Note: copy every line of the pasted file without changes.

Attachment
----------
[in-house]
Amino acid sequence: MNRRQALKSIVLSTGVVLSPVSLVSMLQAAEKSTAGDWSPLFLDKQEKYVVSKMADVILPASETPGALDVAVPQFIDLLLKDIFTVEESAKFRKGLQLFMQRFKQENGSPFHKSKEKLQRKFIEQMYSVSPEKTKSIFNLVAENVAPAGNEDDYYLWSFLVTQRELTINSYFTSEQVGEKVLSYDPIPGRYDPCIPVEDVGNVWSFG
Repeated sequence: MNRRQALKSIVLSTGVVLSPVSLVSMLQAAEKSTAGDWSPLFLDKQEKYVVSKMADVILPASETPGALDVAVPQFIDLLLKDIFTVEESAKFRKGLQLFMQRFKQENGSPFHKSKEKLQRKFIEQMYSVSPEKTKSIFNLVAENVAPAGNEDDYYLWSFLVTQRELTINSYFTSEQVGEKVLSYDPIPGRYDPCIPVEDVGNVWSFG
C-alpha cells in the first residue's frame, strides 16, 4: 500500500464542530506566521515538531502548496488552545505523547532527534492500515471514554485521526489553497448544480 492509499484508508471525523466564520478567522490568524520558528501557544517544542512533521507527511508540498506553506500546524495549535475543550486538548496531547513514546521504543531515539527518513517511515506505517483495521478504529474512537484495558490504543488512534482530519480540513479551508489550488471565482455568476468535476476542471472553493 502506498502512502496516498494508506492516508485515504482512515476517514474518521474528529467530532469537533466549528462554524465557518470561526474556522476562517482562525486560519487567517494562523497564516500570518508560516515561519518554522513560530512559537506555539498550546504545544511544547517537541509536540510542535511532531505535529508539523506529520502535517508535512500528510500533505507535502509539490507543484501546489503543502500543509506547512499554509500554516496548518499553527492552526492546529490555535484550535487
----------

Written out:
[in-house]
Amino acid sequence: MNRRQALKSIVLSTGVVLSPVSLVSMLQAAEKSTAGDWSPLFLDKQEKYVVSKMADVILPASETPGALDVAVPQFIDLLLKDIFTVEESAKFRKGLQLFMQRFKQENGSPFHKSKEKLQRKFIEQMYSVSPEKTKSIFNLVAENVAPAGNEDDYYLWSFLVTQRELTINSYFTSEQVGEKVLSYDPIPGRYDPCIPVEDVGNVWSFG
Repeated sequence: MNRRQALKSIVLSTGVVLSPVSLVSMLQAAEKSTAGDWSPLFLDKQEKYVVSKMADVILPASETPGALDVAVPQFIDLLLKDIFTVEESAKFRKGLQLFMQRFKQENGSPFHKSKEKLQRKFIEQMYSVSPEKTKSIFNLVAENVAPAGNEDDYYLWSFLVTQRELTINSYFTSEQVGEKVLSYDPIPGRYDPCIPVEDVGNVWSFG
C-alpha cells in the first residue's frame, strides 16, 4: 500500500464542530506566521515538531502548496488552545505523547532527534492500515471514554485521526489553497448544480 492509499484508508471525523466564520478567522490568524520558528501557544517544542512533521507527511508540498506553506500546524495549535475543550486538548496531547513514546521504543531515539527518513517511515506505517483495521478504529474512537484495558490504543488512534482530519480540513479551508489550488471565482455568476468535476476542471472553493 502506498502512502496516498494508506492516508485515504482512515476517514474518521474528529467530532469537533466549528462554524465557518470561526474556522476562517482562525486560519487567517494562523497564516500570518508560516515561519518554522513560530512559537506555539498550546504545544511544547517537541509536540510542535511532531505535529508539523506529520502535517508535512500528510500533505507535502509539490507543484501546489503543502500543509506547512499554509500554516496548518499553527492552526492546529490555535484550535487